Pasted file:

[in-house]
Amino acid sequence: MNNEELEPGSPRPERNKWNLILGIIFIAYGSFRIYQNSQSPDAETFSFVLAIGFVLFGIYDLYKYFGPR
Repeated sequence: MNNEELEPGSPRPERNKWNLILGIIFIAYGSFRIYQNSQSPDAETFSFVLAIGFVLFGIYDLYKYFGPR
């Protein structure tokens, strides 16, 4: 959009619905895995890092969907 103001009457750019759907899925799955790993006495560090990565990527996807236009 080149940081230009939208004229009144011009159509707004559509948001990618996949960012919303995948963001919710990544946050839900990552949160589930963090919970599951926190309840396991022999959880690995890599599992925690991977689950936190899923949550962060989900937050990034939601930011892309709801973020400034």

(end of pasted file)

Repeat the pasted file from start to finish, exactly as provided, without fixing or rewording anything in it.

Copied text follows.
[in-house]
Amino acid sequence: MNNEELEPGSPRPERNKWNLILGIIFIAYGSFRIYQNSQSPDAETFSFVLAIGFVLFGIYDLYKYFGPR
Repeated sequence: MNNEELEPGSPRPERNKWNLILGIIFIAYGSFRIYQNSQSPDAETFSFVLAIGFVLFGIYDLYKYFGPR
């Protein structure tokens, strides 16, 4: 959009619905895995890092969907 103001009457750019759907899925799955790993006495560090990565990527996807236009 080149940081230009939208004229009144011009159509707004559509948001990618996949960012919303995948963001919710990544946050839900990552949160589930963090919970599951926190309840396991022999959880690995890599599992925690991977689950936190899923949550962060989900937050990034939601930011892309709801973020400034």